Public Health and Sanitation

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Public Health and Sanitation

Public health and sanitation in America during the Civil War era was virtually nonexistent, but the efforts of reformers—many of whom worked to improve conditions in U.S. Army camps on the Union side—led to intensive clean-up efforts later in the nineteenth century. Military camps and hospitals were breeding grounds for many of the diseases that regularly felled urban populations, such as typhoid fever, cholera, and dysentery.

Deadly Miasmas

The medical community was woefully unaware of many of the basic tenets of public health and sanitation when the Civil War began in 1861. There was little knowledge about the causes of preventable diseases, and the correlation between germs and sickness had not yet been established by scientific observation and controlled experimentation. The commonly held belief at the time was that diseases are caused by vaporous exhalations known as miasmas, from a Greek word that means "pollution." Miasmas were associated with the rank odors of such things as sewer gas or piles of garbage.

The United States Sanitary Commission (USSC), a civilian organization founded in 1861 under the auspices of the federal government, was set up to inspect Union camps and hospitals and offer recommendations and guidelines to prevent infections and infectious diseases. Despite the commission's valiant efforts, the casualty numbers from the war paint a stark picture of how poor conditions were: The total number of war dead was an estimated 690,000, but only 240,000 of that number died from battlefield injuries; a staggering 425,000 were killed by such diseases and wound complications as typhoid fever and gangrene (Sutherland 1989, p. 19).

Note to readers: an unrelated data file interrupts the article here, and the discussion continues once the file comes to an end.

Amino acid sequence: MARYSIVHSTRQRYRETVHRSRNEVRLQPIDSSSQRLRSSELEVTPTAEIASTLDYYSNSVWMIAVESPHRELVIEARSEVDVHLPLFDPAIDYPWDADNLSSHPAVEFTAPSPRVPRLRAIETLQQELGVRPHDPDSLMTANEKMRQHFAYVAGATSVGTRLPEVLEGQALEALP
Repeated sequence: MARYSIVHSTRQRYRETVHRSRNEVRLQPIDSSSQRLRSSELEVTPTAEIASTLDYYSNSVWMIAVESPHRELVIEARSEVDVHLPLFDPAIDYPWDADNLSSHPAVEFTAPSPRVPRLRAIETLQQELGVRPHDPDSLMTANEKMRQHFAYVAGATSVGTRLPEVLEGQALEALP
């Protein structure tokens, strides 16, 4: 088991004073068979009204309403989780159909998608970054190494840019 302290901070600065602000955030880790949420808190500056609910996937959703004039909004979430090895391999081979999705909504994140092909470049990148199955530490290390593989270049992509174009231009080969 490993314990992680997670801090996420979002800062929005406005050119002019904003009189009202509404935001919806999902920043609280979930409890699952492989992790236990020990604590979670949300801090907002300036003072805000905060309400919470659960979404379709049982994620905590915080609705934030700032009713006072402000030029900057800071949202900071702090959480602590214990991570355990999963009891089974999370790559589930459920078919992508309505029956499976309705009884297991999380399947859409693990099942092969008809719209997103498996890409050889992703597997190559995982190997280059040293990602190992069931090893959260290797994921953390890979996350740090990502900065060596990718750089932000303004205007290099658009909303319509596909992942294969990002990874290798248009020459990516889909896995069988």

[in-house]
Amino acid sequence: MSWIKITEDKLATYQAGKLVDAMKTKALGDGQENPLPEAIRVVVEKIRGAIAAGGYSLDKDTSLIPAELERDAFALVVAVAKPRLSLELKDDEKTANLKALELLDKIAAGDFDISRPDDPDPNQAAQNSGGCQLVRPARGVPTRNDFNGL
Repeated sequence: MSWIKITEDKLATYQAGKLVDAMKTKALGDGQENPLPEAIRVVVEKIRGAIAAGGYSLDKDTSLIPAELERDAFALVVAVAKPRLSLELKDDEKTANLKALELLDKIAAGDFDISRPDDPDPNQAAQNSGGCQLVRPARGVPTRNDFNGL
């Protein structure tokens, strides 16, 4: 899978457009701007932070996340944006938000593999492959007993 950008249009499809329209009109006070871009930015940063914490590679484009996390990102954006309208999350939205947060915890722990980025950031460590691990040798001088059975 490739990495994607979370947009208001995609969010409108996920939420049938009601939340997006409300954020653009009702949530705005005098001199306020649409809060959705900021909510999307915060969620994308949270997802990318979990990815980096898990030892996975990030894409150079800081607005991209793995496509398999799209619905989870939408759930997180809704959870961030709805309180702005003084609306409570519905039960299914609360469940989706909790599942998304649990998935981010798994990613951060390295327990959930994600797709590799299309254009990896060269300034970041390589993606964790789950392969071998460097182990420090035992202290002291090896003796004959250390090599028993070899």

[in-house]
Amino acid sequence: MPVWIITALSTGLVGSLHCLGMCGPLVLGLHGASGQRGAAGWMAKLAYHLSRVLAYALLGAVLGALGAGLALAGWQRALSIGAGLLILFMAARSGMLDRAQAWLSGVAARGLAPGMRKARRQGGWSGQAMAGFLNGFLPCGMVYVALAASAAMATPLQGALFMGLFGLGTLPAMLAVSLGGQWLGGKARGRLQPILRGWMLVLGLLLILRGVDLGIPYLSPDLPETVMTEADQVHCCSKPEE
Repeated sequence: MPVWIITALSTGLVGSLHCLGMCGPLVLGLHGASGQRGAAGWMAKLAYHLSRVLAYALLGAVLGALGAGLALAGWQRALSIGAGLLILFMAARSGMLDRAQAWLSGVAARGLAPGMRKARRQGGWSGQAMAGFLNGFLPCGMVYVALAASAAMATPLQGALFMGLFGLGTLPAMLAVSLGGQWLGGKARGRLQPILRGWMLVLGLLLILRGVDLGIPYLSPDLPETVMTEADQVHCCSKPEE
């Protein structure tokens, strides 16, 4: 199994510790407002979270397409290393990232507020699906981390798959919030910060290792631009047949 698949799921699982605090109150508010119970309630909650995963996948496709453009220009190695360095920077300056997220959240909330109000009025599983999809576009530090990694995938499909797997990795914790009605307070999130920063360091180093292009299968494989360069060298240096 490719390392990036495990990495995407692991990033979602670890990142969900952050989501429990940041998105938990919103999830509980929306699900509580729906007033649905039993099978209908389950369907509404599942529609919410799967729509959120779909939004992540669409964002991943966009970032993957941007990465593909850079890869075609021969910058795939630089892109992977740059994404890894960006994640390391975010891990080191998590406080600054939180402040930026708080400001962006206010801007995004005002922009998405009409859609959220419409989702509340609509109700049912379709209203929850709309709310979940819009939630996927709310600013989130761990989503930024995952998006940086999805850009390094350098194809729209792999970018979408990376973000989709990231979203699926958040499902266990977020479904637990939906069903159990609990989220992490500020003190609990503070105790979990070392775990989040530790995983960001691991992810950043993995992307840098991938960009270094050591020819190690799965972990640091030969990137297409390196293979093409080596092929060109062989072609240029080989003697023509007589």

In civilian life, the death rates from preventable diseases were also high. Indoor plumbing was a rarity found usually in only the wealthiest households, and even then, the pipes were not always hooked up to municipal sewer systems, which were also still uncommon. When the sewer pipes were connected to a sewer system, they often emptied into the same water source that supplied local drinking water. Most households used either an outhouse or an "earth closet" located inside the house. The latter was a specially constructed wooden chamber with a seat; waste went into a galvanized metal tube, but once too much waste had accumulated, the drain would have to be cleaned out. Outhouses, often located in the same backyard where livestock animals were kept, were similarly constructed and these, too, would overflow. At night, most families relied on relieving themselves in the chamber pot, the contents of which would be tossed onto the street the next day.